A new report on motherhood and work has found that women who choose to have children earn one third less than men, even 12 years after giving birth.
Compiled by the Institute of Fiscal Studies (IFS) the results also show that despite the wage gap being at an all-time low, women are still being paid on average 18 per cent less per hour than men.
Others vehemently deny its existence:
Ben Southwood, writing for the pro-free market Adam Smith Institute put it this way:
As well as women having jobs they rate as more pleasant, and jobs that are objectively less risky, as well as doing more part-time work, women leave the labour market during crucial years, setting them substantially back in labour market terms. That is, the gap comes down to women's choices.
An infograph is once more making the rounds on social media, claiming the pay gap doesn't exist:
A closer look at the claim proves interesting:
Men choose the highest-paid specialisations.
As of 2015 the highest paid jobs were brokers, directors in the financial sector and aircraft pilots. And yet fewer than one in 10 executive directors in Britain’s top companies are women.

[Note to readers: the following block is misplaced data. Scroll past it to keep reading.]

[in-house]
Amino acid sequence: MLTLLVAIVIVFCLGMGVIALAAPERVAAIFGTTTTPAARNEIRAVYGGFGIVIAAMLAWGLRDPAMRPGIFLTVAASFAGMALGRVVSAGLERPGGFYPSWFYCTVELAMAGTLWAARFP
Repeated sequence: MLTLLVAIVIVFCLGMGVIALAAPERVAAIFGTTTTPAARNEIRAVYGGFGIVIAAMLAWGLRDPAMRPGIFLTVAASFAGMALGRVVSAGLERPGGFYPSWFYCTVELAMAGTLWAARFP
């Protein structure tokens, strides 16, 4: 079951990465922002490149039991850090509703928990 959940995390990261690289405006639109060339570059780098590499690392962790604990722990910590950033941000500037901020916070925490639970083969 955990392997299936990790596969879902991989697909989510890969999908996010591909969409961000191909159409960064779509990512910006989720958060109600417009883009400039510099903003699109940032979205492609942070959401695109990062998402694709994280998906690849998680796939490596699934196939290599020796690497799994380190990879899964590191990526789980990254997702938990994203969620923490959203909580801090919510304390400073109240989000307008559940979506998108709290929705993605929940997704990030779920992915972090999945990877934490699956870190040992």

Yes, men are over-represented in the highest professions, but given that more women attend university than men, surely this disparity shouldn’t be so wide? Maybe there are other factors at play - like bias in interviews, or during annual reviews when promotions are decided.
The average man spends 14 per cent more time at work.
According to the World Economic forum, women in developed countries work on average 30 minutes longer than men on paid and unpaid work.
ONS statistics show that women are having children later on in life – with women aged 40 and over having babies more than women under 20 for the first time since 1947.
indy100 spoke to Anne Ritchie Allan, a manager for advocacy group Close the Gap:
This infograph perpetuates some unhelpful myths about the pay gap, and clearly misunderstands the factors which contribute to the entrenched inequality women face at work.
Gender norms and stereotyping from a young age results in a stark segregation in the different jobs that women and men do. Women’s employment is still concentrated in undervalued jobs such as care, retail and cleaning, which are low paid because they’re seen as ‘women’s work’.
The notion of ‘choice’ around which jobs women and men do fails to consider the constraints on women’s lives, such as their disproportionate responsibility for unpaid work such as care and domestic labour, and a lack of quality part-time and flexible working which prevents many women from progressing to senior roles.